Dame Julian

Revelations of Divine Love


 ‘This is a Revelation of love that Jesus Christ, our endless blisse, made in sixteen Sheweings or Revelations particular.’

Revelations of Divine Love by Dame Julian of Norwich is a remarkable book; probably the first in English by a woman. Some of its themes ran counter to the church’s teaching – dangerous in the troubled century in which she lived. Her calm and compassionate writing, visionary and mystical, came from sixteen visions or ‘shewings’ in 1373 during a severe, paralysing illness, so severe that she received the last rites.

In Middle-English language, she called them shewings (showings) and revelations. Others have called them visions but they were sometimes visual, and other times intellectual, auditory or spiritual. I use showings to keep the sound and intent of the original.

She describes them as personal revelations to herself by God that she was to pass on to her fellow Christians. She reviewed the first 14 showings with twenty in-depth chapters of comment, preparing the way for the dangerous ground in her 15th and 16th showings.

Her Middle-English is hard to read today. Most translations are  readable but use much original wording and phrasing to keep the mediaeval colour. I have tried to avoid this. Words then can have different meanings to the same words today. In my modern renderings of Julian’s visions I have used Georgia Ronan Crampton’s excellent version of her later, longer book here. This is probably the closest to the original Middle-English but uses our modern alphabet. Another more comfortably modernised version is in the Christian Classics Ethereal library here.

Beware: you may find yourself on a beautiful but long road. Sometimes the meanings of words have changed, sometimes it is our understanding of what underlies those words. For instance, fear in Julian’s day carried far more sense of awe than it does today. Now it has been simplified to mean fright. We use the same word but a sense of wondering caution has given way to one of cowering. To fear God has lost something in the process. Dread carried a combined sense of respect and awe rather than horror.

14th Century Background

Continue reading

A Wave of the Hand

I have not posted on the blog for a while, mainly because of living frequently without heating in what looks, and is, increasingly like a building site. However I have been steadily updating the Dame Julian pages (see the tab above) and I am nearing the end of her comment chapters which are vital to a full understanding of her final two ‘showings’ to which I am drawing near.

Soon I hope to be blogging again, meanwhile you may find the ‘work in progress’ of Julian’s revelations worth a visit.

Kind regards to you all.


Cosmos once meant order –
universe meant a single turning point.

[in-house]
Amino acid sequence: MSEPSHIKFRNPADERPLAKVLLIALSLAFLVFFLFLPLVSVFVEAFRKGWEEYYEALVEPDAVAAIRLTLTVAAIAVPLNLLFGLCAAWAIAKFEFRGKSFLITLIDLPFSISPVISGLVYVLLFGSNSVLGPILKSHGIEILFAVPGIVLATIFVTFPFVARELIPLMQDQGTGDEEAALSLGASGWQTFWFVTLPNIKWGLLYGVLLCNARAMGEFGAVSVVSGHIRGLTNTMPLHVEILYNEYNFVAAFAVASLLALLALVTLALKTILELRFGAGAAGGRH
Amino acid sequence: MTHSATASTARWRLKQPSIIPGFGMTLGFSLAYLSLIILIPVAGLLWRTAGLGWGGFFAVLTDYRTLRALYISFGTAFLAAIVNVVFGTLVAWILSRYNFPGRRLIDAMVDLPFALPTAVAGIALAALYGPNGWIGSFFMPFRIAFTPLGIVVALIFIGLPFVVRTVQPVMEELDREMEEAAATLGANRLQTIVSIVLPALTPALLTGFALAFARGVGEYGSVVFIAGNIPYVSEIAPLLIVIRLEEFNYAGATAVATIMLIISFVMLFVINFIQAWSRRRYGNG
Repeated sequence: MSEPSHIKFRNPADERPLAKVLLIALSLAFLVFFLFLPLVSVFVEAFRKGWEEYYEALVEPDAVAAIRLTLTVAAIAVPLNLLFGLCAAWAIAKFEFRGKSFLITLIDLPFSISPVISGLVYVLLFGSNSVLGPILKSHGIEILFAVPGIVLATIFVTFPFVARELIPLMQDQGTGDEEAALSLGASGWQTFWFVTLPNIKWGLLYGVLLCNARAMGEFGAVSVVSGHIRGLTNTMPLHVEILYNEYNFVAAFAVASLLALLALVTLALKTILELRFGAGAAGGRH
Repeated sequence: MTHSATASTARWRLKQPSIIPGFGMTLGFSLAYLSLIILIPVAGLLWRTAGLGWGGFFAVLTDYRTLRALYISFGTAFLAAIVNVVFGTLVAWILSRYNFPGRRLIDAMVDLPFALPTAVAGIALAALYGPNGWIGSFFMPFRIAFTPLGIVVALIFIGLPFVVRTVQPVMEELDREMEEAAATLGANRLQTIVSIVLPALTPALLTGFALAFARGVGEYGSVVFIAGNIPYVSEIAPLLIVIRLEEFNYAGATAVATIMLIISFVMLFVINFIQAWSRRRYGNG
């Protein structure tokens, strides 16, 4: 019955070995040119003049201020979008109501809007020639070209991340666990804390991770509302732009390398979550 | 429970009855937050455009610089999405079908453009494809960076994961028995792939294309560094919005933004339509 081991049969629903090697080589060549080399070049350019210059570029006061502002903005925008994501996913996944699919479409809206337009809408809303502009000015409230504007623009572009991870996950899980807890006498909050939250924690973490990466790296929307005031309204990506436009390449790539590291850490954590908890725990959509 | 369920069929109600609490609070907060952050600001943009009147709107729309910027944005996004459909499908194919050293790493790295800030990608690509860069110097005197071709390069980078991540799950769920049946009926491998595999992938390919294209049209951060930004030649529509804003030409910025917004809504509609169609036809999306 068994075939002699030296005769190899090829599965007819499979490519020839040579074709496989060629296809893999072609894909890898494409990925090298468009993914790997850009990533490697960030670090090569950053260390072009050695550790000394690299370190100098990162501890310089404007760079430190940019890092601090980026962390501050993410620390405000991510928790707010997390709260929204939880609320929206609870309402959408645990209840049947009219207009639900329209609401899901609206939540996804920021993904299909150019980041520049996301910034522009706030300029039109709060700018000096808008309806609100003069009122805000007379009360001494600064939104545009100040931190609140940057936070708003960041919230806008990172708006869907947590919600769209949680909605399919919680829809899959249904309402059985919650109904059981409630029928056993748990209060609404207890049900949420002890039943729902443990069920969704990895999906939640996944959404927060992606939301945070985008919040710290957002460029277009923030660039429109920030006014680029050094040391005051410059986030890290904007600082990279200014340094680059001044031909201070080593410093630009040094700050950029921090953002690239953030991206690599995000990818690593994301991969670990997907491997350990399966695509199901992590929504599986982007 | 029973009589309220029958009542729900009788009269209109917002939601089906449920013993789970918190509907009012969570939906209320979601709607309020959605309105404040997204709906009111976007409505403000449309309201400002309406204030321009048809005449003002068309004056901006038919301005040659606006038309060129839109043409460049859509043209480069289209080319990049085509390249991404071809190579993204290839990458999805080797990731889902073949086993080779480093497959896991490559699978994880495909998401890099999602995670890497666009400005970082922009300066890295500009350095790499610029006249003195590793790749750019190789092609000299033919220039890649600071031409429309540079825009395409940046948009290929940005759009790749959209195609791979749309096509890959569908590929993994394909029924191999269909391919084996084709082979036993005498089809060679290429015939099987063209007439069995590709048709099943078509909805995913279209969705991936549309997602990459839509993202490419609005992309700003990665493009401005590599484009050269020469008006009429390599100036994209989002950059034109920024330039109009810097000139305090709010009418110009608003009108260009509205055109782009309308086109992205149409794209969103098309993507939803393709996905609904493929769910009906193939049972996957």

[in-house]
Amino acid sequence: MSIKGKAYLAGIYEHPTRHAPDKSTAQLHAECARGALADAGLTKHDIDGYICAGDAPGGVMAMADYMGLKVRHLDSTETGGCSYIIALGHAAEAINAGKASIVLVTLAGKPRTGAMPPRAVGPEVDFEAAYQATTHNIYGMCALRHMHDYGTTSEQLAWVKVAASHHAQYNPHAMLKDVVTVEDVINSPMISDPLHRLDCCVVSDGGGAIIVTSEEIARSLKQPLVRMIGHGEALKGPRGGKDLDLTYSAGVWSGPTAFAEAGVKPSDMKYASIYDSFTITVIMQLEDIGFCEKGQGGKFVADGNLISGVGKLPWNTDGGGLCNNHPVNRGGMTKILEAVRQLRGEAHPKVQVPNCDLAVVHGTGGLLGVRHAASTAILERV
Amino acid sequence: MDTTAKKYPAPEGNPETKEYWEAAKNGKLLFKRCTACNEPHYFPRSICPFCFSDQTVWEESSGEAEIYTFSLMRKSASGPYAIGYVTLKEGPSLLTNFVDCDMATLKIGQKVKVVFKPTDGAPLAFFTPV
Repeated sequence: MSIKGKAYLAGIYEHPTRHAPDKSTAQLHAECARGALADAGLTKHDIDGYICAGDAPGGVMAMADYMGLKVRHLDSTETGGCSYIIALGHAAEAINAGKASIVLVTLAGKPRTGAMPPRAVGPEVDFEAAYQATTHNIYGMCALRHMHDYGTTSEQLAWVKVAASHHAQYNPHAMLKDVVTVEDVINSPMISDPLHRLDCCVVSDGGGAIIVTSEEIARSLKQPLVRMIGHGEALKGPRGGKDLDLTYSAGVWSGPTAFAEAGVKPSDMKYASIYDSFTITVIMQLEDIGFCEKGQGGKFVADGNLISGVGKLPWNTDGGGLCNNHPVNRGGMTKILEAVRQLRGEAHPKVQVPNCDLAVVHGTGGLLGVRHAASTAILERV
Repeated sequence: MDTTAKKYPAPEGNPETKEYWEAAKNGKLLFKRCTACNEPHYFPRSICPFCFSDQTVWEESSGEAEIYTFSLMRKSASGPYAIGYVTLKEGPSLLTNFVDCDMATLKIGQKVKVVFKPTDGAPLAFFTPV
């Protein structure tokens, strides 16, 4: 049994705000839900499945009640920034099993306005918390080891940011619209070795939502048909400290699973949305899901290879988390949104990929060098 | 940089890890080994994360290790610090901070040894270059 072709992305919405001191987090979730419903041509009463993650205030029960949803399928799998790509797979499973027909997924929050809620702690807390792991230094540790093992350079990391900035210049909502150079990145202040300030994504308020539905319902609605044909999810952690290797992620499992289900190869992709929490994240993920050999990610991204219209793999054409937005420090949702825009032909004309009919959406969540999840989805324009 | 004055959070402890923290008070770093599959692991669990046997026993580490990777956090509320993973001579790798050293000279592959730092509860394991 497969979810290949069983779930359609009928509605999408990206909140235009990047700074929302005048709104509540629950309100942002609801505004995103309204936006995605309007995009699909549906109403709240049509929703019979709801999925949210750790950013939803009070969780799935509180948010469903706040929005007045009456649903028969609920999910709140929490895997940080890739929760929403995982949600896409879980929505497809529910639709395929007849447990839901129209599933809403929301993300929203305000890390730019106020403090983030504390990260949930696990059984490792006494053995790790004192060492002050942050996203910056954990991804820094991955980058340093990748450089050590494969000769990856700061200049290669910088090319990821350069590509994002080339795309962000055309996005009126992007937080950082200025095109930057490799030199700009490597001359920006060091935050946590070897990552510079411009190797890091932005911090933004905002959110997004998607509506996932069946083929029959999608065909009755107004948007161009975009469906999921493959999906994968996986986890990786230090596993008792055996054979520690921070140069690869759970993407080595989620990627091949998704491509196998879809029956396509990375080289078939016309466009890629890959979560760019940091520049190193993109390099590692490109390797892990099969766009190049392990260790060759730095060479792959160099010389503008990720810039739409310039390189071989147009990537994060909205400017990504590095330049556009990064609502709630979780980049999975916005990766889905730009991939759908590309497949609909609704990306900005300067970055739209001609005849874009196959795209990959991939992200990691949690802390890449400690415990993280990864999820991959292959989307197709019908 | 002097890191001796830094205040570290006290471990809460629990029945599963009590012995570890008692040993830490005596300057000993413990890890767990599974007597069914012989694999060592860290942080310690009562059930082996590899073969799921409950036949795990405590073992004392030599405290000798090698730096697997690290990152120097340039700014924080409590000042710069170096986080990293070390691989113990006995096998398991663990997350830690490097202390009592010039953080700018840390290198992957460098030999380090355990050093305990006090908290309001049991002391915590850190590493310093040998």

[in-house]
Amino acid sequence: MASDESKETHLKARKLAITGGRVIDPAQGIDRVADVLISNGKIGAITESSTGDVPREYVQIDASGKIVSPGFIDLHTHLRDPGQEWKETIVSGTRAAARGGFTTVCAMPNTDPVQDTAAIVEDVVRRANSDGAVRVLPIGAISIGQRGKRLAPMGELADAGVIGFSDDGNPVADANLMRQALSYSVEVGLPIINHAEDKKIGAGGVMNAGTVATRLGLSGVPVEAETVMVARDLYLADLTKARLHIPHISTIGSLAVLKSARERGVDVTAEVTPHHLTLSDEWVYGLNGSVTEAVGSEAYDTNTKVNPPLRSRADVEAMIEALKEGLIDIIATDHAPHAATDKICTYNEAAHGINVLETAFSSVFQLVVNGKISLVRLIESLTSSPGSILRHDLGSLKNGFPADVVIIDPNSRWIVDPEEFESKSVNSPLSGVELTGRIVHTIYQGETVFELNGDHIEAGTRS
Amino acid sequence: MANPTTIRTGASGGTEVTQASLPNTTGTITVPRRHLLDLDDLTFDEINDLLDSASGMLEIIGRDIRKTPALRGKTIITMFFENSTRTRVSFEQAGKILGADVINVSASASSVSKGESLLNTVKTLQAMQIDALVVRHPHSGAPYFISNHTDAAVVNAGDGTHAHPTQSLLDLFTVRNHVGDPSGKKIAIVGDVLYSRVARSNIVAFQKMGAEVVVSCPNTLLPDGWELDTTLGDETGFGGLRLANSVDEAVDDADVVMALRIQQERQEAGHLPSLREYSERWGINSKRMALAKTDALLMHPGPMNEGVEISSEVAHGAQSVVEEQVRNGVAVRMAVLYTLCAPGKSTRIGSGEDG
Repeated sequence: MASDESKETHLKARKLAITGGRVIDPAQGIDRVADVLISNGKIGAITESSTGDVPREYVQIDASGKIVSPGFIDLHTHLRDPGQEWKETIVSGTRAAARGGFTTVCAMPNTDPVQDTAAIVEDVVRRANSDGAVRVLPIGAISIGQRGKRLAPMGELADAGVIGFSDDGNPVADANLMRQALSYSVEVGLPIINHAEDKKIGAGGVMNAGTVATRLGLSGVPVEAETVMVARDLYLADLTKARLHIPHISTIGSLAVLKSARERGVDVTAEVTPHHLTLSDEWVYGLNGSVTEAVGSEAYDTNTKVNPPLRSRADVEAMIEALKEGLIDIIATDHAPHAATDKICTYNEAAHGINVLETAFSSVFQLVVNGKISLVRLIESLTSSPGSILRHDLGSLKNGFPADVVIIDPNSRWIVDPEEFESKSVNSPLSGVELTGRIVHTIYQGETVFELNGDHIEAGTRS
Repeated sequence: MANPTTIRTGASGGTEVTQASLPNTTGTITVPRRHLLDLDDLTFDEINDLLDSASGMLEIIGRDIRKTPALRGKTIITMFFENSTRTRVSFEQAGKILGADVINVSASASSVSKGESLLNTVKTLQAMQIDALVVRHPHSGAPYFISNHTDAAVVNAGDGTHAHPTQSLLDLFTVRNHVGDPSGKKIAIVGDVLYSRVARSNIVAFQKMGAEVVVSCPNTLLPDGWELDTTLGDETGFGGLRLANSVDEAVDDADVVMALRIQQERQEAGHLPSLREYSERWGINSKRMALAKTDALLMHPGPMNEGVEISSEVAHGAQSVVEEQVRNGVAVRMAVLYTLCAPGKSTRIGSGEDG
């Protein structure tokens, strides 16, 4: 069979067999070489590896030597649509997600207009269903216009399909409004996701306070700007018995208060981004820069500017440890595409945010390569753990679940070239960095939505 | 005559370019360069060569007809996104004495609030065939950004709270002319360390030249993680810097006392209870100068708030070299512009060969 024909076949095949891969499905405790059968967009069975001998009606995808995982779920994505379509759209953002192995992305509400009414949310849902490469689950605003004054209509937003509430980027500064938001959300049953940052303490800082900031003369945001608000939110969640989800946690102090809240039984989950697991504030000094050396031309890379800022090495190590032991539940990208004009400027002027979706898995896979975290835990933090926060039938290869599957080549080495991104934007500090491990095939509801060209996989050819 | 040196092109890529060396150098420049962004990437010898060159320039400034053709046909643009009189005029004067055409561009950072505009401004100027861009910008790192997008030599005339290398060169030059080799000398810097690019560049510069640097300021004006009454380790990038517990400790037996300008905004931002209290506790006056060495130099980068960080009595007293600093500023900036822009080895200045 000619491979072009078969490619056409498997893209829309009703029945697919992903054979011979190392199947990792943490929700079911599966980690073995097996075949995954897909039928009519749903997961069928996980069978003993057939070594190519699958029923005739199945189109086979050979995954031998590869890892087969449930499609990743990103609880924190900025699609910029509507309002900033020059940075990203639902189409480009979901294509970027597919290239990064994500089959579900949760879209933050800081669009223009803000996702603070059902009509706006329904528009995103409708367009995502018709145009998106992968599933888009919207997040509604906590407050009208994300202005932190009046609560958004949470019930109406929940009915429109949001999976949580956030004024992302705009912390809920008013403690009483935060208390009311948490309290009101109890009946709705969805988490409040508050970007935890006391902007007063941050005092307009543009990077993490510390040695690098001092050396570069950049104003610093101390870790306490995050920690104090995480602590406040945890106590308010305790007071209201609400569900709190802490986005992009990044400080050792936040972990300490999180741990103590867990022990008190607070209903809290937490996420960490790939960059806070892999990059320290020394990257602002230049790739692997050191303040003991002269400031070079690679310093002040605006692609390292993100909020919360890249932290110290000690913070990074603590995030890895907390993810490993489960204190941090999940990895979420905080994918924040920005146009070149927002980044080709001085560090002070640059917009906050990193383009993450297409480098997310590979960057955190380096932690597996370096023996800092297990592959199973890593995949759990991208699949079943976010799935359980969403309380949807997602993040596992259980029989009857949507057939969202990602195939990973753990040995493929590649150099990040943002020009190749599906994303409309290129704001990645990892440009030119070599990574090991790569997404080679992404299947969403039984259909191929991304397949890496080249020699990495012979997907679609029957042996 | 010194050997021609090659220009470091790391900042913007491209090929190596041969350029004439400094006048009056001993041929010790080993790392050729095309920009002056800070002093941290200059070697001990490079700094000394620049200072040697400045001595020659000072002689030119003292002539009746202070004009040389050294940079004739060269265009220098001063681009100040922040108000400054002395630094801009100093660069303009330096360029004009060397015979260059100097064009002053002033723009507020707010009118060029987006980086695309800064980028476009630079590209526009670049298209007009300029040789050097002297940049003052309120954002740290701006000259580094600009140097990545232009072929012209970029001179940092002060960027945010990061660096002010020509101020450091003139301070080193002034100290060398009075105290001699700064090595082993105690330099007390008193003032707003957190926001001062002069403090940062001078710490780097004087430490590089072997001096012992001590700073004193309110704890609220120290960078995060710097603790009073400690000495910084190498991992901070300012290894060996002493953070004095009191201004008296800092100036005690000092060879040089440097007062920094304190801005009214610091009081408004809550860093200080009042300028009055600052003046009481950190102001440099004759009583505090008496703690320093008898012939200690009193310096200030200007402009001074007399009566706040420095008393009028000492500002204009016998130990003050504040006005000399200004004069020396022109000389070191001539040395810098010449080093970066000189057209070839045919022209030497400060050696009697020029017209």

We were bounded by the spheres,
the eternal turning stars,
where wanderers made their way alone,
bright Venus, dull red Mars,
and others that we named for gods.
– Cosmos once meant order.

Now we have found infinity,
like turmoil of a dream
of love and hope and yearning.
tossed in an unknown stream,
Galaxies, stars, planets, dust,
spread with wilder turning,
dark energy’s pull,
dark matter’s thrust,

Now in our infinity
all we see is just
a hundredth part or more
of a far darker shore.
Are we cast there alone,
faithless, hopeless, loveless, lost?

This vast turning sphere,
dark energy, dark matter and dark fear,
is smaller than a hazel in my hand.
A multiverse infinity of worlds
would be as hazel-small and sweet
as this round which my fingers curl.

And I so loved it that I entered
as My own Son to bring you life;
became your brother, servant, friend.
I, you thought so other,
so high above, so Godly-grand,
loved so much I died
at my lovers’ hand.

There is truth and turmoil in your dream,
the unseen dark, a flowing stream,
of love and loss.
Matter is energy, dark and light.
Those who love the light,
who believe in Me,
flow on to light.
Those who love the dark flow into dark,
lost in the passing of this age.
Yet I did not only come to earth to save,
I descended into hell,
and seek you there as well.

Dame Julian of Norwich

Because of our moving house with its difficulty of finding space and time for new writing I am using spare moments to continue my translation of Dame Julians book. Being someone else’s finished work it is no more than translation into modern English from the early text as edited by Georgia Ronan Crampton, Rochester University.

I thought it might be interesting to show my working, so beginning in chapter 53 I have set out Julian’s writing, breaking it into separate lines at each punctuation and clause. At full stops I usually make a double line break so the text appears versified. Then, as I work through, I copy each ‘verse’ into two identical ones and first do a straight translation of words that differ from Modern English. I then make other changes to fit our present day way of reading and, where suitable adjust the wording to make as poetical flow as possible while keeping the meaning. This leaves the Middle English version and the Modern English together as a comparison.